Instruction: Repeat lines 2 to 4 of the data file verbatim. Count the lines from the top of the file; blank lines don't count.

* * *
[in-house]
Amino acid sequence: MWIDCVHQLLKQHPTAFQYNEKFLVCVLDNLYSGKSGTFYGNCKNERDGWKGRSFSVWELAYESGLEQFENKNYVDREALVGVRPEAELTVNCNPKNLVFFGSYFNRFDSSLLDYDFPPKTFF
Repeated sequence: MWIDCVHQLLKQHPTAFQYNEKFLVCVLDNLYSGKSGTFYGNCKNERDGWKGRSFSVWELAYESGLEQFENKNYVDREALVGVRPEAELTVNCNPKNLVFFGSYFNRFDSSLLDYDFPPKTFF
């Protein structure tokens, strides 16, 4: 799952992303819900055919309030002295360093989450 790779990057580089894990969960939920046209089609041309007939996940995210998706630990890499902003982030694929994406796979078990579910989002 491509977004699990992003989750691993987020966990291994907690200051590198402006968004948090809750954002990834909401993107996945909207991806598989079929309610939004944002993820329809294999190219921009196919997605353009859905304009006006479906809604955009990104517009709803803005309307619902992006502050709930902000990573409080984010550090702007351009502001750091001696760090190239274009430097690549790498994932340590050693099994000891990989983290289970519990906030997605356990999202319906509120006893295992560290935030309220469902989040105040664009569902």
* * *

Amino acid sequence: MWIDCVHQLLKQHPTAFQYNEKFLVCVLDNLYSGKSGTFYGNCKNERDGWKGRSFSVWELAYESGLEQFENKNYVDREALVGVRPEAELTVNCNPKNLVFFGSYFNRFDSSLLDYDFPPKTFF
Repeated sequence: MWIDCVHQLLKQHPTAFQYNEKFLVCVLDNLYSGKSGTFYGNCKNERDGWKGRSFSVWELAYESGLEQFENKNYVDREALVGVRPEAELTVNCNPKNLVFFGSYFNRFDSSLLDYDFPPKTFF
């Protein structure tokens, strides 16, 4: 799952992303819900055919309030002295360093989450 790779990057580089894990969960939920046209089609041309007939996940995210998706630990890499902003982030694929994406796979078990579910989002 491509977004699990992003989750691993987020966990291994907690200051590198402006968004948090809750954002990834909401993107996945909207991806598989079929309610939004944002993820329809294999190219921009196919997605353009859905304009006006479906809604955009990104517009709803803005309307619902992006502050709930902000990573409080984010550090702007351009502001750091001696760090190239274009430097690549790498994932340590050693099994000891990989983290289970519990906030997605356990999202319906509120006893295992560290935030309220469902989040105040664009569902």